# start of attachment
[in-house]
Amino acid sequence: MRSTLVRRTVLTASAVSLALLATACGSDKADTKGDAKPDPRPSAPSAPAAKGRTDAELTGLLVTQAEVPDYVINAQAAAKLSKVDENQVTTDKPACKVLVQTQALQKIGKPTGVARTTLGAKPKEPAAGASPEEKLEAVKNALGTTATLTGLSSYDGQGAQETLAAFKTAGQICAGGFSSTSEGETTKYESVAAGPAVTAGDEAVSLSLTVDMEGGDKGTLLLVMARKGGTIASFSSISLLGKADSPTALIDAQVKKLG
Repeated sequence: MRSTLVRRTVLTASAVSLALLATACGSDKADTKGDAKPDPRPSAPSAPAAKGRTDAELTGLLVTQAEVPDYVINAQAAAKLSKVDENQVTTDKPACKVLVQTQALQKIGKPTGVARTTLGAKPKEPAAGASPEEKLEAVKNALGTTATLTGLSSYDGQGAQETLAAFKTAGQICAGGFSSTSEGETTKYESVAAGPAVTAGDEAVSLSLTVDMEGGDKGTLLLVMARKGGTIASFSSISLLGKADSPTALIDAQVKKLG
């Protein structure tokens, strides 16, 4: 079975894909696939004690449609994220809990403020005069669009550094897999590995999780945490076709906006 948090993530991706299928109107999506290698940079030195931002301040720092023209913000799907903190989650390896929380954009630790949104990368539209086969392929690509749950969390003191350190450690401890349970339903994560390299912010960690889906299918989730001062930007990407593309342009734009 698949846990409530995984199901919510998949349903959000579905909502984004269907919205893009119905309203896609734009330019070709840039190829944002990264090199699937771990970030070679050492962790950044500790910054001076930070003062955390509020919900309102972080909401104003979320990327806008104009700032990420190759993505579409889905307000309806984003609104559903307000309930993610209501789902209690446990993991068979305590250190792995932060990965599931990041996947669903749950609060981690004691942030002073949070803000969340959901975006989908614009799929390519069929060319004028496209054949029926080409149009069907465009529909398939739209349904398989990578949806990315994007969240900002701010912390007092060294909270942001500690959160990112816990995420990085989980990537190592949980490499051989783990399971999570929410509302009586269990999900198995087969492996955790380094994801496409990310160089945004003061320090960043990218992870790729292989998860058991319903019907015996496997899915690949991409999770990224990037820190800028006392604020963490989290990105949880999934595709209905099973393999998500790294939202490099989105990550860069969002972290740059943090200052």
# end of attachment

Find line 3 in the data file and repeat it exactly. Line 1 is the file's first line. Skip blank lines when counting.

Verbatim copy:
Repeated sequence: MRSTLVRRTVLTASAVSLALLATACGSDKADTKGDAKPDPRPSAPSAPAAKGRTDAELTGLLVTQAEVPDYVINAQAAAKLSKVDENQVTTDKPACKVLVQTQALQKIGKPTGVARTTLGAKPKEPAAGASPEEKLEAVKNALGTTATLTGLSSYDGQGAQETLAAFKTAGQICAGGFSSTSEGETTKYESVAAGPAVTAGDEAVSLSLTVDMEGGDKGTLLLVMARKGGTIASFSSISLLGKADSPTALIDAQVKKLG